Eosinophils: Definition & Function

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  • 0:03 What Are Eosinophils?
  • 0:48 Functions
  • 1:38 Eosinophilic Abnormalities
  • 2:03 Lesson Summary
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Lesson Transcript
Instructor: Laszlo Vass
In this lesson, you'll learn about the structure and function of eosinophils, including where they are made and used in the body, their function(s) in the immune response, and how too many or too few of these cells can affect bodily function.

What Are Eosinophils?

Eosinophils are a type of white blood cell known as a granulocyte. They are characterized by a large, bi-lobed nucleus that resembles an old-style telephone receiver. Eosinophils are made in the red bone marrow and are rare in normal individuals, making up about two to four percent of all white blood cells. They range in size from about 10 to 15 micrometers. The cytoplasm of eosinophils contains granules. These granules are like small lysosomes and are filled with digestive enzymes. Eosinophils get their name from the dye eosin, which colors the granules brick red. These cells are mostly found in loose connective tissues in the body, including glands, reproductive organs, and the digestive tract.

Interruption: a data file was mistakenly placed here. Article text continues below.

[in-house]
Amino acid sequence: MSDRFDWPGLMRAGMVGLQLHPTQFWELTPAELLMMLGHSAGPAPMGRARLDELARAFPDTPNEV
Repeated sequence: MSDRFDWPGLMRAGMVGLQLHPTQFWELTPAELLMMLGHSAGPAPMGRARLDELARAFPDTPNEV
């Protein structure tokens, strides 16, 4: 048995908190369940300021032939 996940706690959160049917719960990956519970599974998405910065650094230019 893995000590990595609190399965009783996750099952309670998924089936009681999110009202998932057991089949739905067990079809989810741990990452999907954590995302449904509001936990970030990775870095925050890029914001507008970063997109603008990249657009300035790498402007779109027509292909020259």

The primary function of eosinophils is to respond to and destroy parasitic worms, such as pinworms, hookworms, tapeworms, and flukes. These worms are either ingested (often in raw fish), or they burrow into the skin and then invade the mucosae in the intestines or respiratory tract. Eosinophils release digestive enzymes from the granules in their cytoplasm onto the surface of the worms, thereby destroying them and digesting away their remains. They then play a role in phagocytosis and clean up some of the debris from the damage they caused.

Eosinophils are also involved in allergic responses and in the reactions involved in asthma. These latter functions are complex and they work in conjunction with other white blood cells, like basophils and mast cells, to accomplish these reactions.

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